At Vallecitos, the health and safety of our community is our top priority. In order to minimize exposure and slow the spread of COVID-19, the District's lobby is closed to the public. Customers may still interact with Vallecitos staff via phone at (760) 744-0460 or by email.

  • Water bills can be paid in a variety of ways that do not involve visiting District offices, such as online billing or using our drop-box outside. 
    Learn more about payment options...
  • Water safety remains unaffected so customers can continue to use and drink water from their tap as usual.  Learn more...
  • Board of Directors meetings will be teleconferenced until further notice. Learn more...


Water Meters

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Note: In 2004, Vallecitos Water District began converting water meters to an Automated Meter Reading (AMR) system for meter reading ease. Almost all meters in the District are now read electronically. The meter readers drive through each area of the District and a radio signal is sent to their laptop computers with the electronic reading. Each meter is read once a month.  

To see how Vallecitos ensures that the meter readings are accurate, click here
To learn how to read your water meter, watch this video or detailed instructions are outlined below:  

Why read your meter?
There are several reasons why you will want to locate and read your water meter.

1) First, you might be interested in knowing just how much water you use in a day. By reading your meter at the beginning and the end of the day, you can compare the two totals to tell how much water you and your family used.

2)  The second reason is to check for leaks. After you turn off all the taps and water-using appliances in your house, look at the leak detection indicator* on your meter.  If it's turning, chances are you have a leak somewhere.

If you need help determining where water is being wasted, help is available. Vallecitos offers a free service where a water efficiency specialist from Mission Resources Conservation District will visit your home or business to perform a thorough water conservation inspection. For residential properties, the irrigation auditor can also conduct an interior survey by having all the plumbing fixtures turned off and then observing the water meter. If the meter still moves, it will be an indicator that there is a leak somewhere on the property. Types of necessary repairs can then be addressed. This can be an important step if you have recently experienced an unusually high bill. Click here for more information.

Please note that although this free service can help identify where water is being wasted, if you suspect you have a slab leak or are experiencing a very large water bill, we recommend that you contact a licensed plumber or leak detection company to stop the leak right away.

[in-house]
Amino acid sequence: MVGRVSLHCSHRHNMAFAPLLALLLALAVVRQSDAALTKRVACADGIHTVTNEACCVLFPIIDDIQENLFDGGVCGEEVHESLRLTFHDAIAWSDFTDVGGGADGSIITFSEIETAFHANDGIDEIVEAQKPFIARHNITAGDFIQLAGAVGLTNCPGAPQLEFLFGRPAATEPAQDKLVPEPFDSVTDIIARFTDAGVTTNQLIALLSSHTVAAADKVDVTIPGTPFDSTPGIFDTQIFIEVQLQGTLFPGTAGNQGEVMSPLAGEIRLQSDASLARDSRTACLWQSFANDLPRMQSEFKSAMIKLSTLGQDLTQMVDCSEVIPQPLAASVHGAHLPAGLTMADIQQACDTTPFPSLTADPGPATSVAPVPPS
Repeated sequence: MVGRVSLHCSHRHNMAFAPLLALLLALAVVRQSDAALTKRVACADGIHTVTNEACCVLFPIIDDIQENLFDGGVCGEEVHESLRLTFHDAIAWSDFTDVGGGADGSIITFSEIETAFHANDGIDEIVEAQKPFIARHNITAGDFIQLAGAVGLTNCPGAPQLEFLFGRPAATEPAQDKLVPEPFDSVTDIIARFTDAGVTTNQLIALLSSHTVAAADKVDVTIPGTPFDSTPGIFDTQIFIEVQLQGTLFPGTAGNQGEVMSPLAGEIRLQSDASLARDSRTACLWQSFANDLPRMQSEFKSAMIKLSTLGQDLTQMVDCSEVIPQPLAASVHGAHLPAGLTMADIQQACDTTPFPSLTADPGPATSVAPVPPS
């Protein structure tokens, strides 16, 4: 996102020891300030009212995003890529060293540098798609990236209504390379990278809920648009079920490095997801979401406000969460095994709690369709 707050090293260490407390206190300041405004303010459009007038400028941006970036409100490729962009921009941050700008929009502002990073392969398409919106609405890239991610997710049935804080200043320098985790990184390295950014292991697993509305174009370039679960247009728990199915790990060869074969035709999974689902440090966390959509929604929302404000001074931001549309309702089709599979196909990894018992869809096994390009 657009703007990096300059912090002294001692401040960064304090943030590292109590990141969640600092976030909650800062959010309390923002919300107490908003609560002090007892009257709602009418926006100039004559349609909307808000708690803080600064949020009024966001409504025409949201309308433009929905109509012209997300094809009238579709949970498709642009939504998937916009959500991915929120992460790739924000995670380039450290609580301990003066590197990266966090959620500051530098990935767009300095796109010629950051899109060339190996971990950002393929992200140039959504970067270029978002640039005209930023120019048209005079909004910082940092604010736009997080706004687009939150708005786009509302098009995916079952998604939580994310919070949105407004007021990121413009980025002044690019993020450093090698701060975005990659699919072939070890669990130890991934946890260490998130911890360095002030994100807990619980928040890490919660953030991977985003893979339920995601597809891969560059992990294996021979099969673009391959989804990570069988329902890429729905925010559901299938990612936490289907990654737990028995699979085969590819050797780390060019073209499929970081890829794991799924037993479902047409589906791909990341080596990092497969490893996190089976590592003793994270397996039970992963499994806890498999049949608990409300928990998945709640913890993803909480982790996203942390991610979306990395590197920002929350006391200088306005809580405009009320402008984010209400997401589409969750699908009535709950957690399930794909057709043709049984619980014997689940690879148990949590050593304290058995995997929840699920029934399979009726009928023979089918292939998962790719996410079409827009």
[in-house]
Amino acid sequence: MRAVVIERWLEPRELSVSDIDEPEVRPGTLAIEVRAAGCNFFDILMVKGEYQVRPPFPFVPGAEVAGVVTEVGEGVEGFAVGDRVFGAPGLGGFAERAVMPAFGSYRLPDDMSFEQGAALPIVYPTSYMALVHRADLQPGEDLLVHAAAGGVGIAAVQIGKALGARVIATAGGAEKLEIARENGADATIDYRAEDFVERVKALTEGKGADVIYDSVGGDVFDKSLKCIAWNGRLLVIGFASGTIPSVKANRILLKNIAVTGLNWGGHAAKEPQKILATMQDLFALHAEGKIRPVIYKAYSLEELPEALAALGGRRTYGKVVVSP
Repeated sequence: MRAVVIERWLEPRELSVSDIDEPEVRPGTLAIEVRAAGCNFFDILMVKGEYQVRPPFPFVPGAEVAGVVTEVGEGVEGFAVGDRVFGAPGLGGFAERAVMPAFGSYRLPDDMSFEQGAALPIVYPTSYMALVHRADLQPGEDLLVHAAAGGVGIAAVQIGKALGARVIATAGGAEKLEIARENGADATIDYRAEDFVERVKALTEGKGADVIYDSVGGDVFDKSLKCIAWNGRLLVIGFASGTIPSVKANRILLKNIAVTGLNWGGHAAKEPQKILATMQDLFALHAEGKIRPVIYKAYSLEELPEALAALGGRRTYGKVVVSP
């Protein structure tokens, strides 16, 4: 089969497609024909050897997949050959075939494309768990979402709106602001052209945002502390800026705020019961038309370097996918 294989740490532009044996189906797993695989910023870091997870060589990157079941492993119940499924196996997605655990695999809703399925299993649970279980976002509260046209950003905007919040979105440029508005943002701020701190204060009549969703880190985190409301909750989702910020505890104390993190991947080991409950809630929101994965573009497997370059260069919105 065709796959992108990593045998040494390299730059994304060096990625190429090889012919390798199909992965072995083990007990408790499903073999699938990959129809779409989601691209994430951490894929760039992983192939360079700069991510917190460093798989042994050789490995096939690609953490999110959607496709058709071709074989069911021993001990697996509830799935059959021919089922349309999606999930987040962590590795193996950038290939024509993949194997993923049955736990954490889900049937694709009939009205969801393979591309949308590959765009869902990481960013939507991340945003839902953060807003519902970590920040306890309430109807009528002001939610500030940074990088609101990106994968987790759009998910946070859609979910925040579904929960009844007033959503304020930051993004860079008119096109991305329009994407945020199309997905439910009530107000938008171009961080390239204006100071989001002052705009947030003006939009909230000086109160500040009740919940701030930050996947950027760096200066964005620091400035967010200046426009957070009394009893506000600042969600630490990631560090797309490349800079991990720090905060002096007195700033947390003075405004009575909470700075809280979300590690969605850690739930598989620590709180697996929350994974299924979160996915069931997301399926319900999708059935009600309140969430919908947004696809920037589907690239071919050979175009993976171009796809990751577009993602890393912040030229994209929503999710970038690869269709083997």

How to locate your water meter.
Your water meter is generally located near the curb in front of your home or place of business (as shown in photo above) in a direct line with the main outside faucet. It is housed in a concrete box usually marked "water." Carefully remove the lid by using a tool such as a large screwdriver. Insert the tool into the hole and pry the lid off. Visually examine the area around the meter to make sure there are no harmful insects or animals.


How to read your water meter.
For best results, read your meter at the same time each day. Meters measure water use in cubic feet. Your water bill converts cubic feet into units. Using this conversion you can find how many gallons of water are used:
100 Cubic Feet = 748 Gallons = 1 Unit of Water

Looking at the meter to the right, if you used 50 cubic feet in one day, your meter reading would be "000,050.00" (do not read the numbers after the decimal point). Using the conversion, 50 cubic feet would equal 374 gallons of water or 1/2 unit.

To determine the amount of water used since your last reading, take the current meter read and subtract the previous meter read (from your water bill), which will give you the number of units used. For example, if your previous read was 001,200. and your new read is 006,200. then you have used 50 units of water since your last read. To determine the gallons used, multiply the number of units used times 748 gallons (50 units x 748 = 37,400 gallons).

To determine if you have a leak with this kind of meter, observe the leak detection indicator*, which is the red circle on the bottom right. If it's turning after you have shut off all the taps and water-using appliances in your house, chances are you may have a leak.

For customers with a digital meter, please refer to the diagram below:

1)  There are 9 numbers on the digital meter at the top of the digital display. Vallecitos only reads the first 4 numbers (at the far left).

2)  The last digit on the display acts as a leak detection indicator*.  If this number is changing when no water is on, it's indicating water flow, and you may have a leak. Example: If the number rotates from 0 to 1, that's equivalent to 1/1,000th of one cubic foot of water flowing through your meter (which is approximately 1 ounce of water).

3)  Ft3 = cubic feet (which Vallecitos uses as its units of measure).

4)  Another way to check for leaks is to look at the Flow Direction / Empty Pipe Indicator. If there is a plus sign in the middle of this circle, water is passing through the meter. If all the taps and water-using appliances in your house are turned off and you still see a plus sign, you may have a leak.  

Meter access
Your meter is the property of Vallecitos Water District. It is illegal to remove and/or tamper with the meter. You are responsible for keeping the area around the meter clear, easy to access and free from obstructions. In the event we cannot read the meter via radio methods or your meter is not accessible, we will estimate a read based on past consumption.